Goodwill on pace for record year of donations

Tax law changes don’t seem to be slowing down giving at the nonprofit thrift store chain

VANCOUVER — At the Fisher’s Landing Goodwill store on SE 162nd Avenue and 12th Street, a steady stream of cars passes through the drop-off area.

For the nonprofit thrift store chain, the days between Christmas and New Year’s are the most wonderful time of the year.

A vehicle drops off items at the Goodwill store on 162nd Avenue in east Vancouver in Dec. 2018. File photo by Chris Brown
A vehicle drops off items at the Goodwill store on 162nd Avenue in east Vancouver in Dec. 2018. File photo by Chris Brown

Dale Emanuel, spokesperson for Goodwill Industries of the Columbia Willamette, says the Fisher’s Landing store is their highest volume donation site out of 53 locations in Oregon and Southwest Washington.

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Dale Emanuel, spokesperson for Goodwill Industries of the Columbia Willamette, is shown in this file photo. Photo by Mike Schultz

“By the end of this year just at the Fisher’s Landing store, we anticipate nearly 7.4 million donation pounds will have come in,” says Emanuel. “Just these last two weeks of the year, more than 340,000 pounds.”

The Pacific Northwest Goodwill system, says Emanuel, donates more than any of the other 159 Goodwill systems in the world. 4.2 million times by year’s end. That will amount to approximately 259 million pounds of goods donated in this region alone in 2019, up from 253 million pounds in 2018.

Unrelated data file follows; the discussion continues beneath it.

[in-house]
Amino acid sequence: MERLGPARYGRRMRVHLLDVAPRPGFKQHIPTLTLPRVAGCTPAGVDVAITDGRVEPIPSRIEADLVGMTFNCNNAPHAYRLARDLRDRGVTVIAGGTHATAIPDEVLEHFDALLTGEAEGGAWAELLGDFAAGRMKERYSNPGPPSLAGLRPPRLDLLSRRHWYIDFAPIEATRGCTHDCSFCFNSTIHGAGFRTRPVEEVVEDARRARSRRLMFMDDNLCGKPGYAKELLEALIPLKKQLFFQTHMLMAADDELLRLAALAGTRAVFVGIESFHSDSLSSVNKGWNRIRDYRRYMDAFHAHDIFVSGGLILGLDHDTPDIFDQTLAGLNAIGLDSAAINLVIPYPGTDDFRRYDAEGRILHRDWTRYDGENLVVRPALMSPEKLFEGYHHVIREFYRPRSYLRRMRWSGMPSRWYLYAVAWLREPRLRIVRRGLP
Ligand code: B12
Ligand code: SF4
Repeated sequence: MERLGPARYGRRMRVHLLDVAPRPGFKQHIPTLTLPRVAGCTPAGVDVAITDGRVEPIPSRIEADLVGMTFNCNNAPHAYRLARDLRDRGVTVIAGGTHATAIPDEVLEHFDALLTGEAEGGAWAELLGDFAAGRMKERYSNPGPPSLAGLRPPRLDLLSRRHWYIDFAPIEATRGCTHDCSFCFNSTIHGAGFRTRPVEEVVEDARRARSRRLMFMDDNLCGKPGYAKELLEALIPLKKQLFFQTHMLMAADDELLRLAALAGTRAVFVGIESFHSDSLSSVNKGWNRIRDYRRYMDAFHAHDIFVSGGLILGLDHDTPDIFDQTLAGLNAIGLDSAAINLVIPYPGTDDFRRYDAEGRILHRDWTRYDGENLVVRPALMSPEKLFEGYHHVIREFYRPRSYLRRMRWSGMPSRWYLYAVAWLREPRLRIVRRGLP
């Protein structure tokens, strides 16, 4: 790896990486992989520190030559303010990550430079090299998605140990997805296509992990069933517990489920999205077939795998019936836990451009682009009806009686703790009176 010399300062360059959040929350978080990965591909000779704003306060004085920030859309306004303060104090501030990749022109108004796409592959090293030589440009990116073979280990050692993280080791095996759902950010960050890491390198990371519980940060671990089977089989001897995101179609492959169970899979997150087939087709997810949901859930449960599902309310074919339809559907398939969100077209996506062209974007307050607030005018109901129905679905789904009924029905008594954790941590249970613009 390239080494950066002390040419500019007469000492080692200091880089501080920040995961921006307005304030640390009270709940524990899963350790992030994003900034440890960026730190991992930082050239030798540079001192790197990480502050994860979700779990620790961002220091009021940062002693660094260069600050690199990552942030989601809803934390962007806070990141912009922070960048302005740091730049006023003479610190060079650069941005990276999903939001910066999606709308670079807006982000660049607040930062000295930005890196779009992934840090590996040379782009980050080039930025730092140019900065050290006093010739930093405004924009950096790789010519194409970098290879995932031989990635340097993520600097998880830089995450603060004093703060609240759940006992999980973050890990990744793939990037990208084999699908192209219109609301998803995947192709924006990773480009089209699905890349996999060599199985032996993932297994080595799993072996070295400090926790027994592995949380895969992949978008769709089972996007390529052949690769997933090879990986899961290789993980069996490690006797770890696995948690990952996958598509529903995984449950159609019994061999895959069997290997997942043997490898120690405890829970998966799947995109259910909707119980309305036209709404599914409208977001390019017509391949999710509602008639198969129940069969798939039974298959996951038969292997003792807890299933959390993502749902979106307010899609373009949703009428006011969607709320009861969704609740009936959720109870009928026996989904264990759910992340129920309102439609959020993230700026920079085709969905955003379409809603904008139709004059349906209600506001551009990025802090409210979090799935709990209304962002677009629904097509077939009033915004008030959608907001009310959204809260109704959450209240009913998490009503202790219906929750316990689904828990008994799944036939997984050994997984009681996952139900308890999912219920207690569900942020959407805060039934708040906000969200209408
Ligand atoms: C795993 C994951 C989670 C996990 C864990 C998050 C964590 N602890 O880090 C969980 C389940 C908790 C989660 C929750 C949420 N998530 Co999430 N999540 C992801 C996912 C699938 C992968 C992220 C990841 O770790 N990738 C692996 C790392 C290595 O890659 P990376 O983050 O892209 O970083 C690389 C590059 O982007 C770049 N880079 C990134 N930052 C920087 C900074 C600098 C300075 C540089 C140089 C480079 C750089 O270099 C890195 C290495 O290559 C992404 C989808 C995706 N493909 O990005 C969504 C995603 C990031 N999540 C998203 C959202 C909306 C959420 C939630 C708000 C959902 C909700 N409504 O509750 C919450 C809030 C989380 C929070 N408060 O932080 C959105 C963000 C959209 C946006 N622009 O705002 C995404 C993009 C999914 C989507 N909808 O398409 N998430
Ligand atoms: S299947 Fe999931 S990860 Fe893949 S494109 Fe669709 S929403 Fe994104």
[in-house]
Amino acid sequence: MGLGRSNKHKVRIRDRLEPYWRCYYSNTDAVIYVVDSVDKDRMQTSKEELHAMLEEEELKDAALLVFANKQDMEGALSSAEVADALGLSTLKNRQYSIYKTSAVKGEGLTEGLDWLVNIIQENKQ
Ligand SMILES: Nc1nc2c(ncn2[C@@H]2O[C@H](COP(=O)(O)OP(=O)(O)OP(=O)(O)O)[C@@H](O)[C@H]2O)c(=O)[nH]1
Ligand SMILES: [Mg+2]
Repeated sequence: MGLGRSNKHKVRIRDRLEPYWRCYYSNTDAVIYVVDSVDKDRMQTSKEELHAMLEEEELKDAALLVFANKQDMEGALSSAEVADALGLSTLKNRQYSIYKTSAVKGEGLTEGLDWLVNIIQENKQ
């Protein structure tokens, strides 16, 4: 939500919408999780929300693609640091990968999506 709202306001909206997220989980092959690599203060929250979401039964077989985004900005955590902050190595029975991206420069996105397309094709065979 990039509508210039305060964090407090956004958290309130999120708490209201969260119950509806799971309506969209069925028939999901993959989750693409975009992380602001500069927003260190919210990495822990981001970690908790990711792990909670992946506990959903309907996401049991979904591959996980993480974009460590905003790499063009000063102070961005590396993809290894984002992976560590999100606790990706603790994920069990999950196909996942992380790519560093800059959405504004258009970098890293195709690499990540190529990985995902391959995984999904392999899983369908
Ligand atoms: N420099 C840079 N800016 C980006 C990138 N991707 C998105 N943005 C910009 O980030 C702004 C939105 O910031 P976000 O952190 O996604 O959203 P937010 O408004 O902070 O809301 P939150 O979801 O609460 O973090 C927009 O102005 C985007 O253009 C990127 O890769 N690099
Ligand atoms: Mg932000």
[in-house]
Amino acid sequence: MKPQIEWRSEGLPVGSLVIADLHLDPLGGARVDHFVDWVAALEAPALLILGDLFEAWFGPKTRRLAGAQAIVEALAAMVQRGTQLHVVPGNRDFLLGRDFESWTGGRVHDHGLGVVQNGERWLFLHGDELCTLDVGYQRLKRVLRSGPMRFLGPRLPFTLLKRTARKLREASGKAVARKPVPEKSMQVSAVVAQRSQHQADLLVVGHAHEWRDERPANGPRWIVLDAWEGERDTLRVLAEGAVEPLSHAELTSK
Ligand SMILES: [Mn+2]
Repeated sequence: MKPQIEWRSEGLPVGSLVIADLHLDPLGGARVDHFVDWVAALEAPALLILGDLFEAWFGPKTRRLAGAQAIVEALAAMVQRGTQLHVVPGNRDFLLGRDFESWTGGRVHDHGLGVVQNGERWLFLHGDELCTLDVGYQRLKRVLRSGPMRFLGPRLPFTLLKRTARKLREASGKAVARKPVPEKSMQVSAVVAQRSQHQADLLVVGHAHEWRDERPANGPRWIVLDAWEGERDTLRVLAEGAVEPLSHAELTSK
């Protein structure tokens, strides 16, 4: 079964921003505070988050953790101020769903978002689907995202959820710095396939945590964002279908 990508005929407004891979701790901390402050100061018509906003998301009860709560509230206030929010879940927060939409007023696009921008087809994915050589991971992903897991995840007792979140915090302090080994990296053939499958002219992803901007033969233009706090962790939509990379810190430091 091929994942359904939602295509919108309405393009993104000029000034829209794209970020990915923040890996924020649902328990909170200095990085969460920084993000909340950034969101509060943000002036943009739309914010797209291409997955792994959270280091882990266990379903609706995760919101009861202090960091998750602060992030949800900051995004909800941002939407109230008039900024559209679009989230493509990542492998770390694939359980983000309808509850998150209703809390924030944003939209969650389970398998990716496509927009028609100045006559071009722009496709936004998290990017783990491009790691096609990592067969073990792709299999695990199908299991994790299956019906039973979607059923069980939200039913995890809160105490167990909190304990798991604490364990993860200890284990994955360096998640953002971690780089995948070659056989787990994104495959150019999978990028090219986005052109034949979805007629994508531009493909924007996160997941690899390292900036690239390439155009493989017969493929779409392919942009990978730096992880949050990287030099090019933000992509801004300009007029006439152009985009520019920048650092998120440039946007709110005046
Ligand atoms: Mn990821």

In Clark County alone, Emanuel estimates, people will have donated well over 50 million pounds of stuff by year’s end.

“Every couple of years we survey folks in some of our largest and smallest counties, and we asked them why they give,” says Emanuel. “The number one answer is it’s convenient to give to us, because we have a lot of donation sites — more than 90 places where you can donate — but the second reason is our folks love to recycle.”

So far, Emanuel says those reasons have outweighed donating as a charitable tax deduction, though the number of people asking for a receipt this time of year jumps from around 30 percent to nearly 70 percent.

In fact, number three on the list of reasons why people donate to Goodwill, says Emanuel, is that they believe it will do good in the community.

“And it’s true,” she says. “We are happy and grateful to receive donations because the revenues raised allow all our free job programs to remain at no cost.”

Locally, Goodwill helped provide over 500,000 job services last year, either helping someone obtain work, or earn a promotion.

“We don’t check your financial statement at the door. Anybody can shop at Goodwill,” says Emanuel. “It’s where the revenues go once your item is given that that matters to us. We’re very glad that we can keep things out of the landfill. I think more than 80% of everything gathered last year was kept in the recycled stream.”

That amounts to nearly 200 million pounds kept out of landfills, according to the company.

To learn more about what happens with your donation, check out this story we did in Aug. 2018”

To learn more about Goodwill of the Columbia Willamette, and find a donation center near you, click here.

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